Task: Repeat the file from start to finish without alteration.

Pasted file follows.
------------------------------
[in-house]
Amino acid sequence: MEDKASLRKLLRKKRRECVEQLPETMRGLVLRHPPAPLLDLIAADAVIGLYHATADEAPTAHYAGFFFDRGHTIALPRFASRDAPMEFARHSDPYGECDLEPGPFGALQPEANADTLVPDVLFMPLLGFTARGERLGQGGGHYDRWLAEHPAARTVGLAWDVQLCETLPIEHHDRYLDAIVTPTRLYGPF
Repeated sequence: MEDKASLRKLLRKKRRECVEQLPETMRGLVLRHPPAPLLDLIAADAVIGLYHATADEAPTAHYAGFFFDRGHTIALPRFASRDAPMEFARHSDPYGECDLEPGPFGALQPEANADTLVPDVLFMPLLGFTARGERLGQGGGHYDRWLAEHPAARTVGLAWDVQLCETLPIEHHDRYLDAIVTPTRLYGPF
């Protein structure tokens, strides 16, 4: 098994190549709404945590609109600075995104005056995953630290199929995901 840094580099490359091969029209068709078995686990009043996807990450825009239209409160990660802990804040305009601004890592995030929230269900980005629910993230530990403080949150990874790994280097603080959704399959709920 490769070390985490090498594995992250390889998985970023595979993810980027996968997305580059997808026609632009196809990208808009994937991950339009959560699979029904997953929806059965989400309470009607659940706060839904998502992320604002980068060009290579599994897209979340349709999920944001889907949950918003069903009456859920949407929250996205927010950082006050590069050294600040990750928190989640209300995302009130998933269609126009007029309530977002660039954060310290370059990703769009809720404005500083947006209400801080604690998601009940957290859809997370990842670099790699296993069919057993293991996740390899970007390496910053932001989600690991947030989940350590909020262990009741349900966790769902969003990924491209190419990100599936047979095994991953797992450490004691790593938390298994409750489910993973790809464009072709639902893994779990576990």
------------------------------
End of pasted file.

[in-house]
Amino acid sequence: MEDKASLRKLLRKKRRECVEQLPETMRGLVLRHPPAPLLDLIAADAVIGLYHATADEAPTAHYAGFFFDRGHTIALPRFASRDAPMEFARHSDPYGECDLEPGPFGALQPEANADTLVPDVLFMPLLGFTARGERLGQGGGHYDRWLAEHPAARTVGLAWDVQLCETLPIEHHDRYLDAIVTPTRLYGPF
Repeated sequence: MEDKASLRKLLRKKRRECVEQLPETMRGLVLRHPPAPLLDLIAADAVIGLYHATADEAPTAHYAGFFFDRGHTIALPRFASRDAPMEFARHSDPYGECDLEPGPFGALQPEANADTLVPDVLFMPLLGFTARGERLGQGGGHYDRWLAEHPAARTVGLAWDVQLCETLPIEHHDRYLDAIVTPTRLYGPF
């Protein structure tokens, strides 16, 4: 098994190549709404945590609109600075995104005056995953630290199929995901 840094580099490359091969029209068709078995686990009043996807990450825009239209409160990660802990804040305009601004890592995030929230269900980005629910993230530990403080949150990874790994280097603080959704399959709920 490769070390985490090498594995992250390889998985970023595979993810980027996968997305580059997808026609632009196809990208808009994937991950339009959560699979029904997953929806059965989400309470009607659940706060839904998502992320604002980068060009290579599994897209979340349709999920944001889907949950918003069903009456859920949407929250996205927010950082006050590069050294600040990750928190989640209300995302009130998933269609126009007029309530977002660039954060310290370059990703769009809720404005500083947006209400801080604690998601009940957290859809997370990842670099790699296993069919057993293991996740390899970007390496910053932001989600690991947030989940350590909020262990009741349900966790769902969003990924491209190419990100599936047979095994991953797992450490004691790593938390298994409750489910993973790809464009072709639902893994779990576990």